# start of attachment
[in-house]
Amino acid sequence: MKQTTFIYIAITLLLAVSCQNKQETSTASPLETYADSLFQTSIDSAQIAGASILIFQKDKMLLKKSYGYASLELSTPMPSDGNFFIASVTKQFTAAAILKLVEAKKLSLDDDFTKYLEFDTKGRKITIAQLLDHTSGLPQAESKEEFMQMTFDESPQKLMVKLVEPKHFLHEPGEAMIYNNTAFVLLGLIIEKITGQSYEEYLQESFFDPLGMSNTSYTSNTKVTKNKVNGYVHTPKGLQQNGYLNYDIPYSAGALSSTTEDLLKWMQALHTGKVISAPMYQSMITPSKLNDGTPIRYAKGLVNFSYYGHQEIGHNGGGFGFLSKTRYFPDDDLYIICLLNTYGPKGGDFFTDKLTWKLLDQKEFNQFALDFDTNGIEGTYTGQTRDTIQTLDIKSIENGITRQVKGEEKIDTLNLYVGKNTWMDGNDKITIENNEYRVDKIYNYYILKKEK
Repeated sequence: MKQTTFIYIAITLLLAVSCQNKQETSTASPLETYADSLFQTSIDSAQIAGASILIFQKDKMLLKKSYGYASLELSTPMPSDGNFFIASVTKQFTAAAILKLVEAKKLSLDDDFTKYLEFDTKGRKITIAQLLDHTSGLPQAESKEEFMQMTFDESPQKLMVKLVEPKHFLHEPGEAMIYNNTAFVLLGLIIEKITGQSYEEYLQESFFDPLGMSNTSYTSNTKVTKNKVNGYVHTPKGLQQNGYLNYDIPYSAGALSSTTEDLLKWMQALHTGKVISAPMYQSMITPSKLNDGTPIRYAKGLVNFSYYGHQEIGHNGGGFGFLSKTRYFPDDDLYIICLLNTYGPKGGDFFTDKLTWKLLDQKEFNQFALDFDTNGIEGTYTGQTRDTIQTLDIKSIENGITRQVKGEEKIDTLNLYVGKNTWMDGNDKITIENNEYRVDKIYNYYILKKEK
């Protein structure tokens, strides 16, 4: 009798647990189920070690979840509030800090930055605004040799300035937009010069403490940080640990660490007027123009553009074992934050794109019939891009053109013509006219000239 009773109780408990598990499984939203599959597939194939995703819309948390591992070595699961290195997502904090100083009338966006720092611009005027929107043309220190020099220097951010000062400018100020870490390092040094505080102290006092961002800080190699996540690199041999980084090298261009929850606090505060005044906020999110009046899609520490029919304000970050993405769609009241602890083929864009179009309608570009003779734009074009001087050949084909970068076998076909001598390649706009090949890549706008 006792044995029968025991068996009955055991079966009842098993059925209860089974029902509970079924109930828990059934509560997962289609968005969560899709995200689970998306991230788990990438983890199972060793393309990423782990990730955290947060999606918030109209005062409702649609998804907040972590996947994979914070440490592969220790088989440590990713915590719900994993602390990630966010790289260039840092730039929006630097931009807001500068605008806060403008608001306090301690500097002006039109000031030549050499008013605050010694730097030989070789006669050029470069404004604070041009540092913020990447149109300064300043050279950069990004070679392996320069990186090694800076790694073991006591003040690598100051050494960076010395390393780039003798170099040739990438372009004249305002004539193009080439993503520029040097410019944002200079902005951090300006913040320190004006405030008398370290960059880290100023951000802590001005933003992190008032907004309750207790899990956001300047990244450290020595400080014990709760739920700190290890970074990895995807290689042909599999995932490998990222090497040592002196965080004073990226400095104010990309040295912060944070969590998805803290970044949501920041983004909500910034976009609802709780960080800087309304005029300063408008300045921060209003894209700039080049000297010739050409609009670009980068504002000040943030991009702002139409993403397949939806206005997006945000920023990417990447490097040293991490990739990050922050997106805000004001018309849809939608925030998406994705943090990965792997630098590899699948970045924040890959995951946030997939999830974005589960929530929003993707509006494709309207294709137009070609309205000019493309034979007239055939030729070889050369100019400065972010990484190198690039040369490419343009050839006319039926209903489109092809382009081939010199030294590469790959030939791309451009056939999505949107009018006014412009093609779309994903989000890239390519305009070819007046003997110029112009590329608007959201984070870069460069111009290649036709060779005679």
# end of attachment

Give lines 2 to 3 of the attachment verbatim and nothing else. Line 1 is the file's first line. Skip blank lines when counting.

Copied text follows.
Amino acid sequence: MKQTTFIYIAITLLLAVSCQNKQETSTASPLETYADSLFQTSIDSAQIAGASILIFQKDKMLLKKSYGYASLELSTPMPSDGNFFIASVTKQFTAAAILKLVEAKKLSLDDDFTKYLEFDTKGRKITIAQLLDHTSGLPQAESKEEFMQMTFDESPQKLMVKLVEPKHFLHEPGEAMIYNNTAFVLLGLIIEKITGQSYEEYLQESFFDPLGMSNTSYTSNTKVTKNKVNGYVHTPKGLQQNGYLNYDIPYSAGALSSTTEDLLKWMQALHTGKVISAPMYQSMITPSKLNDGTPIRYAKGLVNFSYYGHQEIGHNGGGFGFLSKTRYFPDDDLYIICLLNTYGPKGGDFFTDKLTWKLLDQKEFNQFALDFDTNGIEGTYTGQTRDTIQTLDIKSIENGITRQVKGEEKIDTLNLYVGKNTWMDGNDKITIENNEYRVDKIYNYYILKKEK
Repeated sequence: MKQTTFIYIAITLLLAVSCQNKQETSTASPLETYADSLFQTSIDSAQIAGASILIFQKDKMLLKKSYGYASLELSTPMPSDGNFFIASVTKQFTAAAILKLVEAKKLSLDDDFTKYLEFDTKGRKITIAQLLDHTSGLPQAESKEEFMQMTFDESPQKLMVKLVEPKHFLHEPGEAMIYNNTAFVLLGLIIEKITGQSYEEYLQESFFDPLGMSNTSYTSNTKVTKNKVNGYVHTPKGLQQNGYLNYDIPYSAGALSSTTEDLLKWMQALHTGKVISAPMYQSMITPSKLNDGTPIRYAKGLVNFSYYGHQEIGHNGGGFGFLSKTRYFPDDDLYIICLLNTYGPKGGDFFTDKLTWKLLDQKEFNQFALDFDTNGIEGTYTGQTRDTIQTLDIKSIENGITRQVKGEEKIDTLNLYVGKNTWMDGNDKITIENNEYRVDKIYNYYILKKEK